## Basic Question about angle of inclination of a circle

I've seen some measurements of supernovae, and they often mention a ring that's expanding. I can follow that. What is often stated is that they assume the ring is a circle, but of course it's seen at an angle from Earth.

One such example was a ring that looks like it's a certain size in the sky (x arcseconds, by y arcseconds). Assuming it was a circular ring, the auther just jumps to a conclusion, something like: "using geometry, we can see that the ring is inclined at an angle of e.g. i=29 degrees to face-on"

This should be simple geometry, and yet I'm stumped as to how to get the angle of inclination of the ring, assuming it's circular and looking at it's size in the sky in arcseconds.

Does anyone have any ideas?
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 Quote by kungfuscious … One such example was a ring that looks like it's a certain size in the sky (x arcseconds, by y arcseconds). Assuming it was a circular ring, the auther just jumps to a conclusion, something like: "using geometry, we can see that the ring is inclined at an angle of e.g. i=29 degrees to face-on" This should be simple geometry, and yet I'm stumped as to how to get the angle of inclination of the ring, assuming it's circular and looking at it's size in the sky in arcseconds.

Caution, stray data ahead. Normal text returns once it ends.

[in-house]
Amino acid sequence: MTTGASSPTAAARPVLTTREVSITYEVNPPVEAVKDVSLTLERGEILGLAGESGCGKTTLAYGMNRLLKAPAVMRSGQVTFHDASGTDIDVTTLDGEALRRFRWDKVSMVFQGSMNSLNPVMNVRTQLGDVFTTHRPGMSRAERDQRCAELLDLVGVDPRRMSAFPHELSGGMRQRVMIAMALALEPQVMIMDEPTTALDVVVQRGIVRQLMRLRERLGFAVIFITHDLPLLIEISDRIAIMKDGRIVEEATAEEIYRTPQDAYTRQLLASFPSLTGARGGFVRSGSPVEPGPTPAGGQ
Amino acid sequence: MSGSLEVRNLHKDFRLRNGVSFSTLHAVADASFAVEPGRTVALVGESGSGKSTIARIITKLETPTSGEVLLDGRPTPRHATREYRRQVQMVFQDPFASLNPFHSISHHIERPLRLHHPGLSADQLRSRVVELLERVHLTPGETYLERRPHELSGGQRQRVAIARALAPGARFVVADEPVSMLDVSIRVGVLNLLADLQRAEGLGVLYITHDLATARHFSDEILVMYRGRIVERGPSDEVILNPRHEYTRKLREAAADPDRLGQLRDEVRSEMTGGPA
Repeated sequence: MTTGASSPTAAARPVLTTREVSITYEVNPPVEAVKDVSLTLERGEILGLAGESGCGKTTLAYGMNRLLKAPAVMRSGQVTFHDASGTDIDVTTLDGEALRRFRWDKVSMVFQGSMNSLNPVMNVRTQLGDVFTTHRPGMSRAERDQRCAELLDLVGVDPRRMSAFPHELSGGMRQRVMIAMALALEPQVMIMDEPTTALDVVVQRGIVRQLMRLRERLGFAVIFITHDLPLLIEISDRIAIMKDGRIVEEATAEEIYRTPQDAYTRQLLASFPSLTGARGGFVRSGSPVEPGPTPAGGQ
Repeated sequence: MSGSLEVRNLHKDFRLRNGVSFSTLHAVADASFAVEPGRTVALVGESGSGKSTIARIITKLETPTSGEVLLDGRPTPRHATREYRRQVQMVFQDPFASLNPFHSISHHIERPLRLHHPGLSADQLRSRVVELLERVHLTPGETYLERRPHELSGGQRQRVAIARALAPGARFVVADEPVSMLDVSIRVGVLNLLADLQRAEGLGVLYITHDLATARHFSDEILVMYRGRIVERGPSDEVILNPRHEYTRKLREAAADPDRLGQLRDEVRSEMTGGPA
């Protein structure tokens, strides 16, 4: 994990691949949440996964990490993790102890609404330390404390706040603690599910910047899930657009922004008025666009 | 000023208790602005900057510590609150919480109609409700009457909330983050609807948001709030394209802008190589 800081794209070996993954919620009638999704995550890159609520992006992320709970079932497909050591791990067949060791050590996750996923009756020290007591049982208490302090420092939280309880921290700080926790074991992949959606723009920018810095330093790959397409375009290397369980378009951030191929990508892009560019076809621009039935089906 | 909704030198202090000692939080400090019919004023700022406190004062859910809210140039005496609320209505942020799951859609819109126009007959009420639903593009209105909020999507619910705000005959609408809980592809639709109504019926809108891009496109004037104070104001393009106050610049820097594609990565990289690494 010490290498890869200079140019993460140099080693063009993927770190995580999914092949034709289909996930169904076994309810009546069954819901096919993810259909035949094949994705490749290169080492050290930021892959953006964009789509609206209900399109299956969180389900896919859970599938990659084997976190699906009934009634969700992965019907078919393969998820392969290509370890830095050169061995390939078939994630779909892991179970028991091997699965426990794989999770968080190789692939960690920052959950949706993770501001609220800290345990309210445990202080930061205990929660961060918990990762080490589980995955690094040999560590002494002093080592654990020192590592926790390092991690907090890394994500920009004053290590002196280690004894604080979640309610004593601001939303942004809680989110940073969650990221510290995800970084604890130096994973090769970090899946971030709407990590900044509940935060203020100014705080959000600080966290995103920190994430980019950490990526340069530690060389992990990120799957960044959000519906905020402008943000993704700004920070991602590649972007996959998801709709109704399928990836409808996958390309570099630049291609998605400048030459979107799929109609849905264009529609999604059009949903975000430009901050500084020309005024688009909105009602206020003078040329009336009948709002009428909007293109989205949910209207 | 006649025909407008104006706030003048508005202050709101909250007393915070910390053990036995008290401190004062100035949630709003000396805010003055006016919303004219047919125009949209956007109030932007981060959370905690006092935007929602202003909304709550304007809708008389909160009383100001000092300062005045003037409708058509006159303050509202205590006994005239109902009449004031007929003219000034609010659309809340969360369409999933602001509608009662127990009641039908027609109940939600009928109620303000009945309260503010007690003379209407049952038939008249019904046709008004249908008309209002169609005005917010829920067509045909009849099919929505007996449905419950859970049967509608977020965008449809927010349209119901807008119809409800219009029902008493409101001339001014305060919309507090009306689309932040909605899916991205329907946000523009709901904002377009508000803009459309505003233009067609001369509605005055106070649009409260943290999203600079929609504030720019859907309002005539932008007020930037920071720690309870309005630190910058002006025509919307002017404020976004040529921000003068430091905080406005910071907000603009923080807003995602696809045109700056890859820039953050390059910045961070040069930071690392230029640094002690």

Hi kungfuscious ! Welcome to PF!

Yes, it's simple geometry …

a circle seen at a angle is an ellipse …

take a vertical circle of angular diameter x, and turn it round the vertical diameter, through an angle θ …

the vertical diameter will have the same angular size, x, but the horizontal diameter will be reduced to angular size y = x cosθ …

so just measure the longest and shortest diameters, x and y, and the angle is cos-1 y/x

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